Ch12 - Monopolistic Competition and Oligopoly

The difference between the two is that in the

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quantity or price) as fixed when making its own decision.  The difference between  the two is that in the Bertrand model firms end up producing where price equals  marginal cost, whereas in the Cournot model the firms will produce more than the  monopoly output but less than the competitive output. 7.  Explain the meaning of a Nash equilibrium when firms are competing with respect to  price.  Why is the equilibrium stable?  Why don’t the firms raise prices to the level that  maximizes joint profits? A Nash equilibrium in price competition occurs when each firm chooses its price,  assuming  its competitor’s price as fixed .  In equilibrium, each firm does the best it  can, conditional on its competitors’ prices.  The equilibrium is stable because firms  are maximizing profit and no firm has an incentive to raise or lower its price. Firms do not always collude:  a cartel agreement is difficult to enforce because each  firm has an incentive to cheat.  By lowering price, the cheating firm can increase its  market share and profits.   A second reason that firms do not collude is that such  collusion violates antitrust laws.  In particular, price fixing violates Section 1 of the  Sherman Act.  Of course, there are attempts to circumvent antitrust laws through  tacit collusion. 8.   The kinked demand curve describes price rigidity.   Explain how the model works.  What are its limitations?  Why does price rigidity arise in oligopolistic markets? According to the kinked-demand curve model, each firm faces a demand curve that is  kinked  at the  currently  prevailing  price.    If a firm  raises  its price,  most  of its  customers would shift their purchases to its competitors.  This reasoning implies a  highly elastic demand for price increases.  If the firm lowers its price, however, its  competitors would also lower their prices.  This implies a demand curve that is more  193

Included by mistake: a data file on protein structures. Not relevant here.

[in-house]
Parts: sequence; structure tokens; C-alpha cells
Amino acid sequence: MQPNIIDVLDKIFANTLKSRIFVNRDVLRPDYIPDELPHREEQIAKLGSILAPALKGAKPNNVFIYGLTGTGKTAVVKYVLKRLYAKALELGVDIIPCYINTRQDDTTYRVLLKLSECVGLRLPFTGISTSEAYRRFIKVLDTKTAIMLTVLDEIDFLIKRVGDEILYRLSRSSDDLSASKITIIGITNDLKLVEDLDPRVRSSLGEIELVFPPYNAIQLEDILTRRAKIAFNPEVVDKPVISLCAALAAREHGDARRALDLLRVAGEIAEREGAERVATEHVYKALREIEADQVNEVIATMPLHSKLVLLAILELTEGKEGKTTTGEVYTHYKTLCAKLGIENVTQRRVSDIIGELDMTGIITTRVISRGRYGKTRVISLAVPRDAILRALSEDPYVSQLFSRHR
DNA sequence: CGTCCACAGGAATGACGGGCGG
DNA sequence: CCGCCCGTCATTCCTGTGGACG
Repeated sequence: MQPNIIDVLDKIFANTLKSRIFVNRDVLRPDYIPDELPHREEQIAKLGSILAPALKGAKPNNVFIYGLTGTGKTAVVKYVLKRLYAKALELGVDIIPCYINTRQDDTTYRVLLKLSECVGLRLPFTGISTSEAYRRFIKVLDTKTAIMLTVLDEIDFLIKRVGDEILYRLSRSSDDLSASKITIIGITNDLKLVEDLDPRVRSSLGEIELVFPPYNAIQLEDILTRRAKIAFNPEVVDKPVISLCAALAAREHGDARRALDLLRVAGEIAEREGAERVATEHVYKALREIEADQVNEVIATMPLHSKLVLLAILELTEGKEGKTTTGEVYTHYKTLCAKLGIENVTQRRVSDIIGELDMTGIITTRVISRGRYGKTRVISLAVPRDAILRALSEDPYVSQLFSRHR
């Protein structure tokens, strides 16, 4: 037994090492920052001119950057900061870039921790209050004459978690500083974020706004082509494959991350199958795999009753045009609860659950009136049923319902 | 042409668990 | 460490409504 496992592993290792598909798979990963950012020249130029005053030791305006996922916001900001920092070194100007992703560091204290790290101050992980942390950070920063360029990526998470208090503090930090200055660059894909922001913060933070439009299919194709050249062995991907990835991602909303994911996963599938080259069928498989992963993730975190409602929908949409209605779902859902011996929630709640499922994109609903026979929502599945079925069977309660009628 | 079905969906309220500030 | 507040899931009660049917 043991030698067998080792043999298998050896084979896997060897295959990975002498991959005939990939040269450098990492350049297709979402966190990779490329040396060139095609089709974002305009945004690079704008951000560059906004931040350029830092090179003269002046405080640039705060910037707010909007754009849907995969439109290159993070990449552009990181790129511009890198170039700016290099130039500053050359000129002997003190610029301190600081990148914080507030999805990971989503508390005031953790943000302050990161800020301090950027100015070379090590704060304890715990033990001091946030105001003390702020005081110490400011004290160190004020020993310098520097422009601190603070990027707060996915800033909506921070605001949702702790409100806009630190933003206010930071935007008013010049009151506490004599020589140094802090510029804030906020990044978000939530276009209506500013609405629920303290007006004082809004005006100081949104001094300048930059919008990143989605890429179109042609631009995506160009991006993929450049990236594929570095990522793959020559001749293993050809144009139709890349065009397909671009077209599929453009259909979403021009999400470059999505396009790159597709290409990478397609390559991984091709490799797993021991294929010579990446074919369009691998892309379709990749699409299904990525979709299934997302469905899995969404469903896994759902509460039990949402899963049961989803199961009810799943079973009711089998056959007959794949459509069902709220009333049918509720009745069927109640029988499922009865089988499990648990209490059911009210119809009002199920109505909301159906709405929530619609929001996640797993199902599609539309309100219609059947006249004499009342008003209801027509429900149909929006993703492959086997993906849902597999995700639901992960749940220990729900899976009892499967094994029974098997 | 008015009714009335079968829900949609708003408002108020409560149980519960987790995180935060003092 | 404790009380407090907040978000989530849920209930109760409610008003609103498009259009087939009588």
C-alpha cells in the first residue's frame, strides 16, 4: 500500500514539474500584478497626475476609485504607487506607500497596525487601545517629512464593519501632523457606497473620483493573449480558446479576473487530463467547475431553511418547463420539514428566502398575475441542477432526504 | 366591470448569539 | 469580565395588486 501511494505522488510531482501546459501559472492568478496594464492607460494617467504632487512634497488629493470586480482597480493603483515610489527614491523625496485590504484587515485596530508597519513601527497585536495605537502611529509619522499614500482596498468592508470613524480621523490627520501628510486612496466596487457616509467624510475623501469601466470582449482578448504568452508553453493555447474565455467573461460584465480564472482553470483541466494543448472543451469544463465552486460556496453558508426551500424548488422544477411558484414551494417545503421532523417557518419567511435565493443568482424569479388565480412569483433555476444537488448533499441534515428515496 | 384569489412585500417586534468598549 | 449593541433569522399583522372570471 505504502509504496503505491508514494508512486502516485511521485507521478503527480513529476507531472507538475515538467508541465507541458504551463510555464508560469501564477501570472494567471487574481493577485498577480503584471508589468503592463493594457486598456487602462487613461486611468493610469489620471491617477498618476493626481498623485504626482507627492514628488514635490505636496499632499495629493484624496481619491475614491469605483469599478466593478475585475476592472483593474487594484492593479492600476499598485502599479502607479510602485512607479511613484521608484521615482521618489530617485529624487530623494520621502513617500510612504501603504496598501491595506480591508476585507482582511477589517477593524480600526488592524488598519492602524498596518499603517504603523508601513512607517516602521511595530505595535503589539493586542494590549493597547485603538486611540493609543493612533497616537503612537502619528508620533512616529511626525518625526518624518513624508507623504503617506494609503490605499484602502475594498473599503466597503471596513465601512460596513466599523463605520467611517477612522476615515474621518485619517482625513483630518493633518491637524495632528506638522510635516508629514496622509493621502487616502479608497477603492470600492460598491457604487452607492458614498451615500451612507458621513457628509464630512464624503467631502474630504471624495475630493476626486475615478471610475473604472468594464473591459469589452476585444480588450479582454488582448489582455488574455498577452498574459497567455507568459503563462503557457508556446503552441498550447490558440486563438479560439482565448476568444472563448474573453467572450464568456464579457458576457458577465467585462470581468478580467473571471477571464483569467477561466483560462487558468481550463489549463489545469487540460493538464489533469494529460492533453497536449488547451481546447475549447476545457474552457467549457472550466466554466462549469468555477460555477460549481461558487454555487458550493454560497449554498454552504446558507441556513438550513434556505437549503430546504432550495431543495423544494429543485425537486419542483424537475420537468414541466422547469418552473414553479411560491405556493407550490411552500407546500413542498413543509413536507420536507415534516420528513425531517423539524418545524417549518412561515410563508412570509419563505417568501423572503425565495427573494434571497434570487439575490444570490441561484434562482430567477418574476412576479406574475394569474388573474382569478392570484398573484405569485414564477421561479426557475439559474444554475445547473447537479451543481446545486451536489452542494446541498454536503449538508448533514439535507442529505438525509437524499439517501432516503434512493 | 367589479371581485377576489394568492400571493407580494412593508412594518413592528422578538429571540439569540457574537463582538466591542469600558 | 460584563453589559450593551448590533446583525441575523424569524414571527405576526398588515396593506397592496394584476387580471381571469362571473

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Chapter  12:  Monopolistic Competition and Oligopoly inelastic for price decreases than for price increases.  This kink in the demand curve  implies a discontinuity in the marginal revenue curve, so only large changes in  marginal cost lead to changes in price. However accurate it is in pointing to price  rigidity, this model does not explain  how  the rigid price is determined.  The origin of  the rigid price is explained by other models, such as the firms’ desire  to avoid  mutually destructive price competition.
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